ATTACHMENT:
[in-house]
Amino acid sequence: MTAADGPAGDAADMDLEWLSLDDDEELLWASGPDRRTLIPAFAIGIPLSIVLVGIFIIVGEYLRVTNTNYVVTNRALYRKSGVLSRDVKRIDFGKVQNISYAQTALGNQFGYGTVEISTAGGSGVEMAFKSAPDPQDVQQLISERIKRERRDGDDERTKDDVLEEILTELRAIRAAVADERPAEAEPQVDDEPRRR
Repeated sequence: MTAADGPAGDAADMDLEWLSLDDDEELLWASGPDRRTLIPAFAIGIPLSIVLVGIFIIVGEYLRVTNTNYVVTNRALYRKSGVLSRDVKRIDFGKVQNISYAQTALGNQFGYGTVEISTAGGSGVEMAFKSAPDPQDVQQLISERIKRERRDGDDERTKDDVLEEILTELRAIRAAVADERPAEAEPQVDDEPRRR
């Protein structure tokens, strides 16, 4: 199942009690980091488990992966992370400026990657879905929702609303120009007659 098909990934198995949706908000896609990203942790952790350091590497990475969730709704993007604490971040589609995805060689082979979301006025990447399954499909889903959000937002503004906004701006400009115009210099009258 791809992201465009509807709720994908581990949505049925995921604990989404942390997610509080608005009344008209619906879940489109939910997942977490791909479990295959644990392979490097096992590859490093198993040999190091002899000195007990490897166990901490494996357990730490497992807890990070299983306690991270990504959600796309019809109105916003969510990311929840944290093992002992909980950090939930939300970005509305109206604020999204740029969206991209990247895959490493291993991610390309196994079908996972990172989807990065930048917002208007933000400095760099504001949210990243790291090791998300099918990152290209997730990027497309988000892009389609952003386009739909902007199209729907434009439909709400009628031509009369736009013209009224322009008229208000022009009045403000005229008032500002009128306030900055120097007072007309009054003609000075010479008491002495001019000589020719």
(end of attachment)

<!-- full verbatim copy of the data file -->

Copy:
[in-house]
Amino acid sequence: MTAADGPAGDAADMDLEWLSLDDDEELLWASGPDRRTLIPAFAIGIPLSIVLVGIFIIVGEYLRVTNTNYVVTNRALYRKSGVLSRDVKRIDFGKVQNISYAQTALGNQFGYGTVEISTAGGSGVEMAFKSAPDPQDVQQLISERIKRERRDGDDERTKDDVLEEILTELRAIRAAVADERPAEAEPQVDDEPRRR
Repeated sequence: MTAADGPAGDAADMDLEWLSLDDDEELLWASGPDRRTLIPAFAIGIPLSIVLVGIFIIVGEYLRVTNTNYVVTNRALYRKSGVLSRDVKRIDFGKVQNISYAQTALGNQFGYGTVEISTAGGSGVEMAFKSAPDPQDVQQLISERIKRERRDGDDERTKDDVLEEILTELRAIRAAVADERPAEAEPQVDDEPRRR
């Protein structure tokens, strides 16, 4: 199942009690980091488990992966992370400026990657879905929702609303120009007659 098909990934198995949706908000896609990203942790952790350091590497990475969730709704993007604490971040589609995805060689082979979301006025990447399954499909889903959000937002503004906004701006400009115009210099009258 791809992201465009509807709720994908581990949505049925995921604990989404942390997610509080608005009344008209619906879940489109939910997942977490791909479990295959644990392979490097096992590859490093198993040999190091002899000195007990490897166990901490494996357990730490497992807890990070299983306690991270990504959600796309019809109105916003969510990311929840944290093992002992909980950090939930939300970005509305109206604020999204740029969206991209990247895959490493291993991610390309196994079908996972990172989807990065930048917002208007933000400095760099504001949210990243790291090791998300099918990152290209997730990027497309988000892009389609952003386009739909902007199209729907434009439909709400009628031509009369736009013209009224322009008229208000022009009045403000005229008032500002009128306030900055120097007072007309009054003609000075010479008491002495001019000589020719």